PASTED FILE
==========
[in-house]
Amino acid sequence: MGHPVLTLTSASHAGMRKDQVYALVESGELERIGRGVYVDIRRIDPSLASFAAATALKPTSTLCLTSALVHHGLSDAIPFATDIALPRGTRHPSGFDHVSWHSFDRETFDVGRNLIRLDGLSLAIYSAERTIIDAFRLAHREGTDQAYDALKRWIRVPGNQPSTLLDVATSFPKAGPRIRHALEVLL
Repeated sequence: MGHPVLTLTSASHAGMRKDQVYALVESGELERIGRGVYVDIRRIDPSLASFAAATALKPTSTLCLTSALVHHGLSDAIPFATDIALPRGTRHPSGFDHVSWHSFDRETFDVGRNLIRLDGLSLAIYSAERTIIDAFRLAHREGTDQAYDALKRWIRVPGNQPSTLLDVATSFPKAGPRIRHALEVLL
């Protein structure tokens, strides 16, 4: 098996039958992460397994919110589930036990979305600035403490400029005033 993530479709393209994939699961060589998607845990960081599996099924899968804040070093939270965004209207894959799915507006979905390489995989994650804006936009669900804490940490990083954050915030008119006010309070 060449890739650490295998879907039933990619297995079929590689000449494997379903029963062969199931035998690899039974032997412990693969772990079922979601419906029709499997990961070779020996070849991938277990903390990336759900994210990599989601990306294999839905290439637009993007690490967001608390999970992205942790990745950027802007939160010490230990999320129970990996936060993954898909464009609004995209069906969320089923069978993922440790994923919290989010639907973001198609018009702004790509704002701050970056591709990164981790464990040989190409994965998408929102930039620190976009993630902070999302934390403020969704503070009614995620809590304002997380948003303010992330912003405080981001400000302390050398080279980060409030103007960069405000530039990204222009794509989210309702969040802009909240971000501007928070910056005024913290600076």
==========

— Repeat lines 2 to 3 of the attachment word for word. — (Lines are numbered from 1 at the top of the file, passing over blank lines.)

Amino acid sequence: MGHPVLTLTSASHAGMRKDQVYALVESGELERIGRGVYVDIRRIDPSLASFAAATALKPTSTLCLTSALVHHGLSDAIPFATDIALPRGTRHPSGFDHVSWHSFDRETFDVGRNLIRLDGLSLAIYSAERTIIDAFRLAHREGTDQAYDALKRWIRVPGNQPSTLLDVATSFPKAGPRIRHALEVLL
Repeated sequence: MGHPVLTLTSASHAGMRKDQVYALVESGELERIGRGVYVDIRRIDPSLASFAAATALKPTSTLCLTSALVHHGLSDAIPFATDIALPRGTRHPSGFDHVSWHSFDRETFDVGRNLIRLDGLSLAIYSAERTIIDAFRLAHREGTDQAYDALKRWIRVPGNQPSTLLDVATSFPKAGPRIRHALEVLL